The Hiroshima bomb involved about 700 milligrams of matter being converted to energy. That's about a 15KT equivalent. To get to 1.5 MT, we need 70 grams of matter converted to energy. Safety tip - if that gets loose, the firing ship is erased from the inside. And it may take a long time to generate that much anti-matter increasing the chance of a mishap. Current technology allows us to create hundreds of particles on-the-fly, and it takes the LHC to do it. Between the safety issues and practicality issues, it could be that anti-matter beams are not primary weapons but instead are dandy for point defense. Perhaps they are equivalent to the Vulcan cannons on modern ships, or the 8" guns on WWII battleships. (There is reasoned conjecture that an 8" shell from BISMARCK destroyed HMS HOOD. 8" guns' projectiles had a plunging trajectory. A different weapon for a different purpose...)

  • $\begingroup$ Probably the most effective approach so far. Does not require super fast detection. Will not fail or be made ineffective by electronic counter-measures. Will work even if there is more than one incoming beam. Probably doubles up as anti-radiation shield, which is great because antimatter weapons won't stop good old lasers and atomic weapons from working. Presumably much, much cheaper than advanced detection and counter-beam. $\endgroup$ – spectras Nov 12 '16 at 7:10
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    $\begingroup$ Though counter strategies would probably arise pretty quickly, such as using successive salves instead of a continuous beam, to let the exhaust move out of the way. $\endgroup$ – BConic Nov 12 '16 at 10:13
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    $\begingroup$ Two questions; How does Ablat handle the radiation generated by mass annihilation? How does it burn in space? $\endgroup$ – a4android Nov 12 '16 at 12:02
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    $\begingroup$ The hit of antimatter results in a horrific explosion. Thermonuclear warfare is nowhere near in energy/volume ratio. If an antimatter ray hits a vessel, there's no way any ablation is going to save its surface. Emitted stream of fast particles just doesn't work like that. $\endgroup$ – polkovnikov.ph Nov 12 '16 at 12:22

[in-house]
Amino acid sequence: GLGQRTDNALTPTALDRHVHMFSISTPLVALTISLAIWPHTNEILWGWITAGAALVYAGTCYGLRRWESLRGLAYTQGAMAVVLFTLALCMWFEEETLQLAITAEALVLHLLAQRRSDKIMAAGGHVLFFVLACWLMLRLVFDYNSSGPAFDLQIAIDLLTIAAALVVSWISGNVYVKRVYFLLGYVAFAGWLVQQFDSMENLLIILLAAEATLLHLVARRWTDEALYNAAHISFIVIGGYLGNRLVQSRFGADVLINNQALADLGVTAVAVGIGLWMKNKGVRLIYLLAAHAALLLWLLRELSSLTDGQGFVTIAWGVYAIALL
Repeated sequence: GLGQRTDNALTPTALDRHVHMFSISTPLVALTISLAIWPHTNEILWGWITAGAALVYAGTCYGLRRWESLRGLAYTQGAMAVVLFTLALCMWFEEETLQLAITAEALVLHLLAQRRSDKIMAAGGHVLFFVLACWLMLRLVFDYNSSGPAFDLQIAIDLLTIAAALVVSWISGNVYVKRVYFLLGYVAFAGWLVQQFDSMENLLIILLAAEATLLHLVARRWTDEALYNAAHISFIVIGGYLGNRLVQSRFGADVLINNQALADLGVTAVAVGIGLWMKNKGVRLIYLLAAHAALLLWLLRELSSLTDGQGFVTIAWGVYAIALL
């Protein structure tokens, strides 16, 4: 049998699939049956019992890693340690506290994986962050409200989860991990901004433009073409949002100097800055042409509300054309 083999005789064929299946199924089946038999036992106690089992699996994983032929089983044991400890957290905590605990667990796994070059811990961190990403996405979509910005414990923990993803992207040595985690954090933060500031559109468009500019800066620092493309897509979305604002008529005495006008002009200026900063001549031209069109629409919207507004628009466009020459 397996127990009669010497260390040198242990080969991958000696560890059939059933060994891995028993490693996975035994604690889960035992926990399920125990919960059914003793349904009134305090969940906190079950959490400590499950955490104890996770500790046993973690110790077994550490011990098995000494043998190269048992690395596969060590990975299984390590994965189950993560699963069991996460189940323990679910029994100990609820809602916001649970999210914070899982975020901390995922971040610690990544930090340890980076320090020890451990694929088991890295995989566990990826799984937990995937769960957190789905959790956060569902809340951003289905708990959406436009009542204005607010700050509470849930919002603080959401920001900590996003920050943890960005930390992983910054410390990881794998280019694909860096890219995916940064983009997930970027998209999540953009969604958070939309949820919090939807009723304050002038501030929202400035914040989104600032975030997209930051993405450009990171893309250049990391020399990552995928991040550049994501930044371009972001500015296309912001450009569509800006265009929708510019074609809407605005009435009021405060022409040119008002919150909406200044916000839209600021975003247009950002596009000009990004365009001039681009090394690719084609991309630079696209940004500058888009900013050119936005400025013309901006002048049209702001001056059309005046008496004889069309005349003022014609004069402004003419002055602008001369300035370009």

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    $\begingroup$ I like this answer, and I think you can extend the concept. Given that we're in the real of sci-fi, we can suppose the ablative material is designed in such a way that as soon as antimatter contacts one point in the armor, other points in the area all are attracted to that point. A pinprick beam would cause a gigantic whole in the armor, but this could explain how the ablation takes place: the force of the armor moving toward the breach point. Also the armor could be made of whatever containment is used for the antimatter, so it also reflects a great deal. $\endgroup$ – Tristan Reid Nov 13 '16 at 17:58

Your question cannot be answered because it depends on incorrect assumptions.

First, your claims:

We have the means to create stable antimatter

At already obscene cost, we can create on the order of a few hundred anti-atoms that sometimes last for several minutes. You need more like a billion trillion (10^21) atoms, and indefinite storage.

We can direct it in a beam

This is minor residual kinetic energy from the generating beams, which themselves come from an enormous particle accelerator. To maintain these parent and daughter beams, extremely powerful superconducting magnetic fields are required along with extremely high vacuum--neither of which are reasonable assumptions for the free space between two ships. The beam also spreads anyway.

It can travel nearly as fast as light with ease

No, these are the generating beams, which are pushed to this speed by literally multi-hundred-megawatt powerplants. This, despite containing very little mass. (Initial estimates put power consumption of Cern at 200 megawatts, just to save up enough energy to send tiny packets of protons through the tubes. This isn't easy, and scaling this to a weapon, operating continuously, is ridiculous.)

Antimatter and matter combine in dangerous ways